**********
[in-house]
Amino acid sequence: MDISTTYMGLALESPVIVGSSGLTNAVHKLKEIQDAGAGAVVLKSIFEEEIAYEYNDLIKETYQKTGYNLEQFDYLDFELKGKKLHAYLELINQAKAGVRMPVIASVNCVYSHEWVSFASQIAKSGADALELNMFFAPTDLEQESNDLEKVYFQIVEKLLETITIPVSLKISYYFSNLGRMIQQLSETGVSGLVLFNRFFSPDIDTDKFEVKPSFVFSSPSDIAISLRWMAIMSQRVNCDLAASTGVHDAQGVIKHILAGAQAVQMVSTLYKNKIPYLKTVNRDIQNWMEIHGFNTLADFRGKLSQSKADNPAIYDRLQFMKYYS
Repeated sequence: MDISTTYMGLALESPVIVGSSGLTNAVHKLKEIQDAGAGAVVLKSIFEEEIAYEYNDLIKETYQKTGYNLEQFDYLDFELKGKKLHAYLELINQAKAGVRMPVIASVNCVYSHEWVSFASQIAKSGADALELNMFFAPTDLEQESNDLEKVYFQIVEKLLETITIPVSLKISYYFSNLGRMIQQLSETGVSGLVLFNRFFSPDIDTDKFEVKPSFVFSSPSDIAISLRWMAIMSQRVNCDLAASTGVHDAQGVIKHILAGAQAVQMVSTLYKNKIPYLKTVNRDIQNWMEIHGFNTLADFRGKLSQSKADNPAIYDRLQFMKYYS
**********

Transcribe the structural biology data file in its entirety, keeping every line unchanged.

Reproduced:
[in-house]
Amino acid sequence: MDISTTYMGLALESPVIVGSSGLTNAVHKLKEIQDAGAGAVVLKSIFEEEIAYEYNDLIKETYQKTGYNLEQFDYLDFELKGKKLHAYLELINQAKAGVRMPVIASVNCVYSHEWVSFASQIAKSGADALELNMFFAPTDLEQESNDLEKVYFQIVEKLLETITIPVSLKISYYFSNLGRMIQQLSETGVSGLVLFNRFFSPDIDTDKFEVKPSFVFSSPSDIAISLRWMAIMSQRVNCDLAASTGVHDAQGVIKHILAGAQAVQMVSTLYKNKIPYLKTVNRDIQNWMEIHGFNTLADFRGKLSQSKADNPAIYDRLQFMKYYS
Repeated sequence: MDISTTYMGLALESPVIVGSSGLTNAVHKLKEIQDAGAGAVVLKSIFEEEIAYEYNDLIKETYQKTGYNLEQFDYLDFELKGKKLHAYLELINQAKAGVRMPVIASVNCVYSHEWVSFASQIAKSGADALELNMFFAPTDLEQESNDLEKVYFQIVEKLLETITIPVSLKISYYFSNLGRMIQQLSETGVSGLVLFNRFFSPDIDTDKFEVKPSFVFSSPSDIAISLRWMAIMSQRVNCDLAASTGVHDAQGVIKHILAGAQAVQMVSTLYKNKIPYLKTVNRDIQNWMEIHGFNTLADFRGKLSQSKADNPAIYDRLQFMKYYS